AUGUST 12 1996

A Boy and His Mac

American composers come in two flavors: East (cerebral, aggressive, theory-besotted, whether of the Uptown or Downtown subspecies) and West. Carl Stone is West as they get.

Stone was born in LA (still lives there) and studied with electronic-music pioneer Morton Subotnick at California Institute of the Arts (aka Disney U). Long before most musicians, pop or serious, knew the difference between a Kurzweil and a DX-7, Stone was making real music through totally electronic means. When Apple created the Macintosh computer in the early 80s, it was love at first sight for Stone: He not only wrote pieces on the Mac, he performed them on the Mac, live, blending and looping the computer's output back into the mix. Any sound at all is grist for Stone's musical mill: One of his classic numbers, Hop Ken, turns the striding trumpet fanfare from Ravel's orchestration of Pictures at an Exhibition into a dazzling swirl of sound shifting from Gothic-cathedral swing to Celtic clog dance to stereophonic steel-band to Deep Purple haze. But he's just as likely to start with a demo file from a music- software sampler, a karaoke track, the piping drawl of a Japanese department-store elevator-girl.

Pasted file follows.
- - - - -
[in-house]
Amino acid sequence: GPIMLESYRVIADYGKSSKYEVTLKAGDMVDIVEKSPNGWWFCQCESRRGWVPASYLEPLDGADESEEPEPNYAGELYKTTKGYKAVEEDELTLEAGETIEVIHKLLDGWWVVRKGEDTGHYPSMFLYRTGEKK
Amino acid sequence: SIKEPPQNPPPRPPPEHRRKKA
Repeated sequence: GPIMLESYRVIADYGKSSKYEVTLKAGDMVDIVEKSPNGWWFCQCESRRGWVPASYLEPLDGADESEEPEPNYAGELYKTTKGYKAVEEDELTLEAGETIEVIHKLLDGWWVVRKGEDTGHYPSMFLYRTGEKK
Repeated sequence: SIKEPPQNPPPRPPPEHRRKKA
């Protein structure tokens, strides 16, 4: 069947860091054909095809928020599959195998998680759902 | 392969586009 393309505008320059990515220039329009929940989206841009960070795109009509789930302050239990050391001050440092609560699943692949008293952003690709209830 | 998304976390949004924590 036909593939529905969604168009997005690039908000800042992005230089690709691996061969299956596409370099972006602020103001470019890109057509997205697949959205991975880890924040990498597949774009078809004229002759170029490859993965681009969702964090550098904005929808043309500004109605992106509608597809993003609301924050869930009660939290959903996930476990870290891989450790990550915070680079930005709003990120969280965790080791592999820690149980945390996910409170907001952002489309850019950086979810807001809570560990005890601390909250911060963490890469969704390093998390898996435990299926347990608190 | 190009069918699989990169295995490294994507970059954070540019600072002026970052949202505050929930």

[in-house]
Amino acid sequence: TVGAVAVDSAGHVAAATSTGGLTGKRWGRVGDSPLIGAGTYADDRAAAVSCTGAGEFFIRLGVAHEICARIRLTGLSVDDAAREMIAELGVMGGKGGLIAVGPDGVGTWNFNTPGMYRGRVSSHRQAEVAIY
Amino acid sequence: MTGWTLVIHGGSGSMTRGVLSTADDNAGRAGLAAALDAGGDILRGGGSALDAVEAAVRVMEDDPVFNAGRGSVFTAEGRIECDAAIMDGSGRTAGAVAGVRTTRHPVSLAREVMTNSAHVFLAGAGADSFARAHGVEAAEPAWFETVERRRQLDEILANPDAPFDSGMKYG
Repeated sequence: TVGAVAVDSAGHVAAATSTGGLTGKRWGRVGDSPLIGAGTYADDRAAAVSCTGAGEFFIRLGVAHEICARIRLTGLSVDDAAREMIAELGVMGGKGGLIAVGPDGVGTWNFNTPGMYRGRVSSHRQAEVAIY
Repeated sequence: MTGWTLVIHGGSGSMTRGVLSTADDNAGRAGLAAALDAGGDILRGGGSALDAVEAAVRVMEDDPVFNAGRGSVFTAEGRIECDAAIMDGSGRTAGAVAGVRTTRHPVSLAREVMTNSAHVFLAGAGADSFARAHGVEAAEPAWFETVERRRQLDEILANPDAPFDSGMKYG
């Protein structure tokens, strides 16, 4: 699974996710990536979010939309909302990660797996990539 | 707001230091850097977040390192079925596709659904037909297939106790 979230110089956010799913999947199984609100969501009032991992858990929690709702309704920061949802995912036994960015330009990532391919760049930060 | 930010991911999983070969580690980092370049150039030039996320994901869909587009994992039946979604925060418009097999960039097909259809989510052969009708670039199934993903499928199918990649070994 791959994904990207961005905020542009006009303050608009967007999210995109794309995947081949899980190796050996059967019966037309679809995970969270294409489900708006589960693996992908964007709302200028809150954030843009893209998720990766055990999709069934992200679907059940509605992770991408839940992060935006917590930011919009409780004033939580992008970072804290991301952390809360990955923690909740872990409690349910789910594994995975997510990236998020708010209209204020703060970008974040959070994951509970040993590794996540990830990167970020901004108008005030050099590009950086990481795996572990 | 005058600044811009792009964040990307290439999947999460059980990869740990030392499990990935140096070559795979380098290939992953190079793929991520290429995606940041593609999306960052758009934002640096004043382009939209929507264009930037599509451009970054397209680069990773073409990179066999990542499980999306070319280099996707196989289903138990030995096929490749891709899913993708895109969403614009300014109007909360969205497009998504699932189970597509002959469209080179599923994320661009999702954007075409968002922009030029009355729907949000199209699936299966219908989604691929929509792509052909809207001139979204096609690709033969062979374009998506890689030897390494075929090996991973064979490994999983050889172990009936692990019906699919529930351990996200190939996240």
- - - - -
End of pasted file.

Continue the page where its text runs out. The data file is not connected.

I agree with the Village Voice music-critic Kyle Gann that Stone is one of the best composers of our era, but until recently I haven't had much luck convincing anybody else. The music's hard to describe, different from anybody else's, different from piece to piece: sometimes verging on Brian Eno-ambient, sometimes drifting toward the imaginary-soundtrack John Zorn end of the spectrum. It doesn't help that most of Stone's recordings have been issued on labels for which the adjective "obscure" is an understatement, and that he insists on naming most of his pieces after favorite LA oriental restaurants.

Fortunately Stone, ever on the electronic cutting edge, now has his own Web site, ( complete with downloadable audio samples of his current work. Check out particularly his gorgeous, atmospheric audio portrait of Tokyo, Kamiya Bar and the extraordinary Nyala, originally composed to accompany a solo performance by a Japanese dancer but fully capable on its audio own of putting you into the most refreshing trance state currently available without a prescription.

-- Roger Downey
Seattle Weekly
August 12 1996 Issue